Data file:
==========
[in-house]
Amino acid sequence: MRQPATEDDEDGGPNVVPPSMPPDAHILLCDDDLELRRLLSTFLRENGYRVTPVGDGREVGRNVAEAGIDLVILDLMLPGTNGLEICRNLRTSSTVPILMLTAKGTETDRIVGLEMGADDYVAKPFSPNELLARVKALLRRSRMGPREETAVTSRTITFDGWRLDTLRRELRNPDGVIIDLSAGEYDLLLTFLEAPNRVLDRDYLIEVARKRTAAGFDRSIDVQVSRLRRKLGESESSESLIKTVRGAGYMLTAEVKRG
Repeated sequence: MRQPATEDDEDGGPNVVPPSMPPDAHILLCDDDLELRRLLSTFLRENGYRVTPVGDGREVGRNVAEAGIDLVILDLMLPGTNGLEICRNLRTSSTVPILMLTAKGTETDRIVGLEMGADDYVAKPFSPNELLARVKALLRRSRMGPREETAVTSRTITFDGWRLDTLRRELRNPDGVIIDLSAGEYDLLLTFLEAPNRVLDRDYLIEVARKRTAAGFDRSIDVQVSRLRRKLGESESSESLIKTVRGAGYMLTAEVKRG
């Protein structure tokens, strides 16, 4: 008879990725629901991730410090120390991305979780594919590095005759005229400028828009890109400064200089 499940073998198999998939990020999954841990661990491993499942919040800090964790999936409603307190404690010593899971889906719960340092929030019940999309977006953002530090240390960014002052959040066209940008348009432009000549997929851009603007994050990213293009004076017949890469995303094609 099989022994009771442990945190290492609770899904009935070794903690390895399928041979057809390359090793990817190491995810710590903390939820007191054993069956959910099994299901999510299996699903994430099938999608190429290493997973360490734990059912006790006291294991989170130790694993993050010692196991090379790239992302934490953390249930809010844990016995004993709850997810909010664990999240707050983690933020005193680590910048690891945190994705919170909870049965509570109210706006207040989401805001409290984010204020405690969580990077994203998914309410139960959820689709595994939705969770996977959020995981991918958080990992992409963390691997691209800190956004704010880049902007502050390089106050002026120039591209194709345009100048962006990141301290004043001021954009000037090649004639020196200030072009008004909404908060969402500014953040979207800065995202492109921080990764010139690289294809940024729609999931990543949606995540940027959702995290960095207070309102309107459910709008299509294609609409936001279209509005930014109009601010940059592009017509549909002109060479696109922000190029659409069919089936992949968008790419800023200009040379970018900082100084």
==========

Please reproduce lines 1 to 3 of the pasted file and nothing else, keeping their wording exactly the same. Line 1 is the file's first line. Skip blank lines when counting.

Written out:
[in-house]
Amino acid sequence: MRQPATEDDEDGGPNVVPPSMPPDAHILLCDDDLELRRLLSTFLRENGYRVTPVGDGREVGRNVAEAGIDLVILDLMLPGTNGLEICRNLRTSSTVPILMLTAKGTETDRIVGLEMGADDYVAKPFSPNELLARVKALLRRSRMGPREETAVTSRTITFDGWRLDTLRRELRNPDGVIIDLSAGEYDLLLTFLEAPNRVLDRDYLIEVARKRTAAGFDRSIDVQVSRLRRKLGESESSESLIKTVRGAGYMLTAEVKRG
Repeated sequence: MRQPATEDDEDGGPNVVPPSMPPDAHILLCDDDLELRRLLSTFLRENGYRVTPVGDGREVGRNVAEAGIDLVILDLMLPGTNGLEICRNLRTSSTVPILMLTAKGTETDRIVGLEMGADDYVAKPFSPNELLARVKALLRRSRMGPREETAVTSRTITFDGWRLDTLRRELRNPDGVIIDLSAGEYDLLLTFLEAPNRVLDRDYLIEVARKRTAAGFDRSIDVQVSRLRRKLGESESSESLIKTVRGAGYMLTAEVKRG